A community improvement organization has found a way to engage multiple neighborhoods in a challenge to reduce solid waste. As published in Seattle’s Daily Journal of Commerce (DJC) 2/12, the winning neighborhood will receive $50K for a community capital project.
This example is intriguing on a number of levels. In 2011/2012 it reduced household solid waste by 2% in the winning neighborhoods with even greater combined savings across participating counties. It engaged community members within a given to community and awarded good thinking and demonstrated results across the broader community.
This is a great example of aligning the appropriate people and approach to drive results. As communities look to modify consumption and waste behavior, responsibility is shared by the general public, government, non-profits, and for-profit firms. Alignment between each of these is key in driving successful outcomes.
CleanScapes is a great example of non-profits and the public partnering. While appreciating this I am intrigued by the opportunity for government to support smaller size community level projects developed and initiated at the local level by people and organizations. Such projects could be nurtured through an open budget “market”. I imagine this approach could allow neighborhoods best serve their unique needs compared with a one size fits all solution. This would drive savings as inefficient projects are not taken on.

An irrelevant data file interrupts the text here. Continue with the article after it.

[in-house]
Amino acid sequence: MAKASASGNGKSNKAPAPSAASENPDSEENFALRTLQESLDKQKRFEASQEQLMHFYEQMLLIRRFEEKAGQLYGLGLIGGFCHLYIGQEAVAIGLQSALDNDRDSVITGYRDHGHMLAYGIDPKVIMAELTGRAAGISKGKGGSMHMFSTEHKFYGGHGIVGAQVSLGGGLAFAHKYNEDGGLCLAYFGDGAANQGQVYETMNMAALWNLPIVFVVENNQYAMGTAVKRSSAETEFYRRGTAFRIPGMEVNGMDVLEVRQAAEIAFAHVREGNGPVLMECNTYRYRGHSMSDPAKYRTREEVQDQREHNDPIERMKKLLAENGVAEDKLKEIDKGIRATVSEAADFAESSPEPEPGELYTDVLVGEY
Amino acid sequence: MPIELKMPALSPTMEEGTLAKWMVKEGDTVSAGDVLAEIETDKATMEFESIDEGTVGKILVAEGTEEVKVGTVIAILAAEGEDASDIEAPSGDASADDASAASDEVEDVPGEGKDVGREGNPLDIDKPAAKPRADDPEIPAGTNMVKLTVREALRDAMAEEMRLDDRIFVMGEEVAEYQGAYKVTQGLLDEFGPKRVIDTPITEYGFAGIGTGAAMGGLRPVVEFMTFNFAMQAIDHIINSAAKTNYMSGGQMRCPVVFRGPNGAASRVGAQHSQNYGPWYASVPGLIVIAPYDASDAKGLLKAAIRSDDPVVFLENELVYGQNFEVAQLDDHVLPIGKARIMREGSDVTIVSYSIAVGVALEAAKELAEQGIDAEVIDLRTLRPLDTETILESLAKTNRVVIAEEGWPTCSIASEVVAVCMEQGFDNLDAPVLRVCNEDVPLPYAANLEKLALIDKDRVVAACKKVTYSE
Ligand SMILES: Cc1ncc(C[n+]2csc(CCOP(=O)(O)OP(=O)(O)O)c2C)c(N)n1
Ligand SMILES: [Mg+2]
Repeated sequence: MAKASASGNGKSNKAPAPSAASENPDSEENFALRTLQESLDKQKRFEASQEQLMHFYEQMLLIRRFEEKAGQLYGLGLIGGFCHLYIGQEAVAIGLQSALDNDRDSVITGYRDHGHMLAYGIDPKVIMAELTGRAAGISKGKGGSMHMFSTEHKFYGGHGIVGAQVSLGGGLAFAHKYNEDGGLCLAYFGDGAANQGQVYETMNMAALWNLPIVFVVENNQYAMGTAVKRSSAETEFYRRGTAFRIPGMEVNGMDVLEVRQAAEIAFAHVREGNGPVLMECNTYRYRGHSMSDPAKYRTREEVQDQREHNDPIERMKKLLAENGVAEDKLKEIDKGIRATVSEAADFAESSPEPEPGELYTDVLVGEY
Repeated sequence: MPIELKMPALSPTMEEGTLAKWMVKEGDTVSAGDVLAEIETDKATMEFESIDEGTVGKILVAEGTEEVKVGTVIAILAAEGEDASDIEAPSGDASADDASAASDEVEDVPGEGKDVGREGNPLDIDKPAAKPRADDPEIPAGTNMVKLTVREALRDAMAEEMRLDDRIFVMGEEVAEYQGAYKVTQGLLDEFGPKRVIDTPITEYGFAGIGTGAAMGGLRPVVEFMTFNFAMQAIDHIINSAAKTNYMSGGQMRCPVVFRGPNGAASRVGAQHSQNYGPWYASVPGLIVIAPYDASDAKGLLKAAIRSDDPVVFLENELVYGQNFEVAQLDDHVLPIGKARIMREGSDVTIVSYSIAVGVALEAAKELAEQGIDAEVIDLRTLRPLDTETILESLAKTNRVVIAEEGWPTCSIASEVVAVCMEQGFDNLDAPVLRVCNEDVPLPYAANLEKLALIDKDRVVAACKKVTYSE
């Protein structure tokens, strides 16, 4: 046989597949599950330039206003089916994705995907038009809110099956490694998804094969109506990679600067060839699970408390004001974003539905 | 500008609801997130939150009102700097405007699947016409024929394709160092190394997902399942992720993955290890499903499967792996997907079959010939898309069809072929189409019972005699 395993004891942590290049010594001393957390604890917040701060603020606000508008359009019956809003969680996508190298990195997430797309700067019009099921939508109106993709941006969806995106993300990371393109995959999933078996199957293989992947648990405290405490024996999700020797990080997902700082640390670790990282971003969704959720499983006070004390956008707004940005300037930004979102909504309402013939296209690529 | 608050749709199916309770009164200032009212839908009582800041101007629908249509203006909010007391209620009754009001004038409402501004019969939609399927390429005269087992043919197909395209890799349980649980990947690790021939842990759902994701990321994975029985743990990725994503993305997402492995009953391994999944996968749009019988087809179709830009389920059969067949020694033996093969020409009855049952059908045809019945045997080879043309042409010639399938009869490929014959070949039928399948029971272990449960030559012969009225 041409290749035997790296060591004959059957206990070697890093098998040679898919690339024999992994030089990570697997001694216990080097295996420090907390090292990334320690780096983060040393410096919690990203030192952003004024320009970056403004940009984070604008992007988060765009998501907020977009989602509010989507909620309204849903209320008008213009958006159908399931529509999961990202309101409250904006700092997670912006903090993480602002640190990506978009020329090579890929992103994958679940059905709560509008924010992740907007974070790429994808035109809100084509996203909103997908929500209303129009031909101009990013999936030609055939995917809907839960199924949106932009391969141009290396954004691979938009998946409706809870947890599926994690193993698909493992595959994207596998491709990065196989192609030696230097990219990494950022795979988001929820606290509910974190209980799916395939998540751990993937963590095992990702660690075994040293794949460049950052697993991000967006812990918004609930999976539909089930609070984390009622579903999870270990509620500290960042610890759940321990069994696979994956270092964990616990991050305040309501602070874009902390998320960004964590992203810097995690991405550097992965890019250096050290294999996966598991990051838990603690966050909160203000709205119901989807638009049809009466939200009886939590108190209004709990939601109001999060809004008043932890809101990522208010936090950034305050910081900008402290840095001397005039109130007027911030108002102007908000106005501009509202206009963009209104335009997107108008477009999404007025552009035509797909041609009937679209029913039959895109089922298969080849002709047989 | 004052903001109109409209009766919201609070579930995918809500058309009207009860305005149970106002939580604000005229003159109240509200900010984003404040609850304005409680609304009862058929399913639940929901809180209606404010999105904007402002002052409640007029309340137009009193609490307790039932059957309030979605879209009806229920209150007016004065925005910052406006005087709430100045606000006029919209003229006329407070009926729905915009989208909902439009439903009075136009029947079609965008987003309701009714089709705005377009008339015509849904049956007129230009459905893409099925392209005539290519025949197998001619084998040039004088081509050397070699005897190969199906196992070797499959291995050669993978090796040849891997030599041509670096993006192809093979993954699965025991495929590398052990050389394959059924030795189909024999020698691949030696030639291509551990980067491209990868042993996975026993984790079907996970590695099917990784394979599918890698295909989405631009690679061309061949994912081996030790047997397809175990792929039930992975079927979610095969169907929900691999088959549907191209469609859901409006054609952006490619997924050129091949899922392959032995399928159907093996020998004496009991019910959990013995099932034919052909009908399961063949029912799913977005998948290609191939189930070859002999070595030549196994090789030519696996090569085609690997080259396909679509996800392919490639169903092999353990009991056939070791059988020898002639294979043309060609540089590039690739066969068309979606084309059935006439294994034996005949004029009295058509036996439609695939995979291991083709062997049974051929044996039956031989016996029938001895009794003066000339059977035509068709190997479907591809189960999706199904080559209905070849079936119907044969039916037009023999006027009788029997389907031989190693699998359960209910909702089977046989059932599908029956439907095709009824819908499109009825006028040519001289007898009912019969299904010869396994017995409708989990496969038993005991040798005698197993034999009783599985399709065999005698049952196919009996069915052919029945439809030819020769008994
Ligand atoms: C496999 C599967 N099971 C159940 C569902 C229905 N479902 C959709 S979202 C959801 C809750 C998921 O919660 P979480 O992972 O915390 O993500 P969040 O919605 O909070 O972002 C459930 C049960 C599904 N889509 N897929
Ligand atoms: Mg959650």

These communities will experiment and innovate. For particularly scalable solutions the government could help facilitate a wider publicly funded rollout, engaging leaders from each community, to figure out how to implement on broader cross neighborhood basis.
Thinking back to recent lectures, if this was taken to the next level communities might come up with better park designs that make people eager to visit and get behind (Shout-out to #FremontPeakPark).
Learn more at www.cleanscapes.com/seattle